Revenue at Facebook in its second quarter has topped analysts’ estimates, hours after it agreed to pay a record $5bn penalty to the US Federal Trade Commission (FTC) relating to violations of its users’ privacy rights.
In the second consecutive quarter for beating expectations, Facebook’s revenue rose to $16.9bn from $13.2bn a year ago, surpassing the average estimate of $16.5bn. Shares bounced as much as two per cent in after-hours trading.
The $5bn settlement is the culmination of a probe into the role of Facebook in 2017’s Cambridge Analytica scandal, in which the personal data of millions of users was misused for political purposes.
The social media giant also today settled an investigation by the US Securities and Exchange Commission on the same topic, agreeing to a further $100m penalty.
Facebook had set aside $3bn in anticipation of the settlement last quarter, and said tonight that it took a $2bn charge in the second quarter to account for the remainder. It reported 2.7bn monthly users and 2.1bn daily users across its portfolio of apps – Facebook, Messenger, Instagram and Whatsapp – showing little growth from last quarter.
The FTC said Facebook will create an independent board to handle privacy issues at all of its companies as part of the deal, and will better police its app developers.
The social media giant also revealed in its results that it now faces another investigation by the FTC into whether it engages in anti-competitive practices, alongside a slew of other major digital firms.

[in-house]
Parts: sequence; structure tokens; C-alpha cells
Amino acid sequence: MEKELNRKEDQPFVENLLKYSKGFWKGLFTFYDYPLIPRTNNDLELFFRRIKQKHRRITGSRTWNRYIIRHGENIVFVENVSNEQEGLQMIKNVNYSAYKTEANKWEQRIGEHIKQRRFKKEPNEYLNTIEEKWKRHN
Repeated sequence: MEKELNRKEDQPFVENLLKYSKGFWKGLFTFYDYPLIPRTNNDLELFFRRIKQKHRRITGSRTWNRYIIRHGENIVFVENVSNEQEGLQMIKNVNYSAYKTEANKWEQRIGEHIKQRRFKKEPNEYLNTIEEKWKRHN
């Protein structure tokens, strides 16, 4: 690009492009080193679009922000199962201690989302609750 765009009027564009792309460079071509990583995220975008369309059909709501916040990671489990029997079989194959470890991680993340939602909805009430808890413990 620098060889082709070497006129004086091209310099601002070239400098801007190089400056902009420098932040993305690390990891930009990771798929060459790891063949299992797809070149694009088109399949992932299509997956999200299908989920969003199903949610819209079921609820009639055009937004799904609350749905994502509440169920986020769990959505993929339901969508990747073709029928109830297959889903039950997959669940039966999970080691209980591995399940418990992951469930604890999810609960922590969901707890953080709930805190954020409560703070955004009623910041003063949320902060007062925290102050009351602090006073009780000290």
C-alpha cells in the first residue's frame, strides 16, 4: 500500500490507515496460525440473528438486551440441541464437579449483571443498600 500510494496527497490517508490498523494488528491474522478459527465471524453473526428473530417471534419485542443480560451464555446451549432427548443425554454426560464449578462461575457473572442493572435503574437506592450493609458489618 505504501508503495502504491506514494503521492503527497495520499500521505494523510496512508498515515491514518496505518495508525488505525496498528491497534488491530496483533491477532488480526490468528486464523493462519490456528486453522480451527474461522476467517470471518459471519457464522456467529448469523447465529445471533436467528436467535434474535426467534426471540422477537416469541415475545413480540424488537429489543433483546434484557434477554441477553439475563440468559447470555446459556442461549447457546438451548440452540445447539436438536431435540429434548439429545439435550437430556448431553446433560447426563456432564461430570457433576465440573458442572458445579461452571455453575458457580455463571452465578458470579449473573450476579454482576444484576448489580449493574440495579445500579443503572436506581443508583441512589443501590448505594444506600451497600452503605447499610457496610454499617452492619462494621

The FTC alleged in its settlement today that Facebook deceived users about their ability to control the privacy of their personal information, and in turn provided that data to third-party apps.
“Despite repeated promises to its billions of users worldwide that they could control how their personal information is shared, Facebook undermined consumers’ choices,” said FTC chairman Joe Simons.
“The magnitude of the $5bn penalty and sweeping conduct relief are unprecedented in the history of the FTC. The relief is designed not only to punish future violations but, more importantly, to change Facebook’s entire privacy culture to decrease the likelihood of continued violations.”
The FTC said the penalty against Facebook is the “largest ever imposed on any company for violating consumers’ privacy, and almost 20 times greater than the largest privacy or data security penalty ever imposed worldwide”.
The regulator added that the fine “raises the bar for civil penalties in future matters involving privacy violations”.
Facebook’s general counsel Colin Stretch said the settlement will “mark a sharper turn toward privacy, on a different scale than anything we’ve done in the past”.
The FTC also announced today separate law enforcement actions against Cambridge Analytica, its former chief executive Alexander Nix, and Aleksandr Kogan, an app developer who worked with the company.
The regulator alleged they used false and deceptive tactics to harvest personal information from millions of Facebook users. As part of a proposed settlement deal, Kogan and Nix have agreed restrictions on how they conduct any business in the future.